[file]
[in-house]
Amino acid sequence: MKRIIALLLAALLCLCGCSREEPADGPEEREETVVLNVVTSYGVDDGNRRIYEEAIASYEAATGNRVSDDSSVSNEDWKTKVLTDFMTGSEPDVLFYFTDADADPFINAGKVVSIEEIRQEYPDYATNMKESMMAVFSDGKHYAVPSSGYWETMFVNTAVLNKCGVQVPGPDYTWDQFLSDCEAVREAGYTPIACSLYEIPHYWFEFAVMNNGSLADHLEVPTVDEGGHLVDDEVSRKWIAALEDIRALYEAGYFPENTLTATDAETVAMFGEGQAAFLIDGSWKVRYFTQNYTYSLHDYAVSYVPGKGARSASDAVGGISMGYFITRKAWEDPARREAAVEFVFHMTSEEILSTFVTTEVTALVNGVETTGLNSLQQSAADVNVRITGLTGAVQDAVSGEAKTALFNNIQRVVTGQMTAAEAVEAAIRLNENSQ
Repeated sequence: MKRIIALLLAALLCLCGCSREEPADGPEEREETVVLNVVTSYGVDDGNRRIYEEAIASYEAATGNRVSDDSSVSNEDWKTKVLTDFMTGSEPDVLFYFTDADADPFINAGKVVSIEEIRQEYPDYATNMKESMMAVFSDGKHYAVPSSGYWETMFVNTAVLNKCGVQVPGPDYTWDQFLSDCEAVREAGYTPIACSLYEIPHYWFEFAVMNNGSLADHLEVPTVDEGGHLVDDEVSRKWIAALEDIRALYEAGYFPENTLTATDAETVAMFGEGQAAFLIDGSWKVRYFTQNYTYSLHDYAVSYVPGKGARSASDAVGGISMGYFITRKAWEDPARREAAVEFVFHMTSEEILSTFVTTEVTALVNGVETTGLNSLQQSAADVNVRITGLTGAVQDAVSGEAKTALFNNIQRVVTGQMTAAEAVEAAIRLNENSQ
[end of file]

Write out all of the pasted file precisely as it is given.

[in-house]
Amino acid sequence: MKRIIALLLAALLCLCGCSREEPADGPEEREETVVLNVVTSYGVDDGNRRIYEEAIASYEAATGNRVSDDSSVSNEDWKTKVLTDFMTGSEPDVLFYFTDADADPFINAGKVVSIEEIRQEYPDYATNMKESMMAVFSDGKHYAVPSSGYWETMFVNTAVLNKCGVQVPGPDYTWDQFLSDCEAVREAGYTPIACSLYEIPHYWFEFAVMNNGSLADHLEVPTVDEGGHLVDDEVSRKWIAALEDIRALYEAGYFPENTLTATDAETVAMFGEGQAAFLIDGSWKVRYFTQNYTYSLHDYAVSYVPGKGARSASDAVGGISMGYFITRKAWEDPARREAAVEFVFHMTSEEILSTFVTTEVTALVNGVETTGLNSLQQSAADVNVRITGLTGAVQDAVSGEAKTALFNNIQRVVTGQMTAAEAVEAAIRLNENSQ
Repeated sequence: MKRIIALLLAALLCLCGCSREEPADGPEEREETVVLNVVTSYGVDDGNRRIYEEAIASYEAATGNRVSDDSSVSNEDWKTKVLTDFMTGSEPDVLFYFTDADADPFINAGKVVSIEEIRQEYPDYATNMKESMMAVFSDGKHYAVPSSGYWETMFVNTAVLNKCGVQVPGPDYTWDQFLSDCEAVREAGYTPIACSLYEIPHYWFEFAVMNNGSLADHLEVPTVDEGGHLVDDEVSRKWIAALEDIRALYEAGYFPENTLTATDAETVAMFGEGQAAFLIDGSWKVRYFTQNYTYSLHDYAVSYVPGKGARSASDAVGGISMGYFITRKAWEDPARREAAVEFVFHMTSEEILSTFVTTEVTALVNGVETTGLNSLQQSAADVNVRITGLTGAVQDAVSGEAKTALFNNIQRVVTGQMTAAEAVEAAIRLNENSQ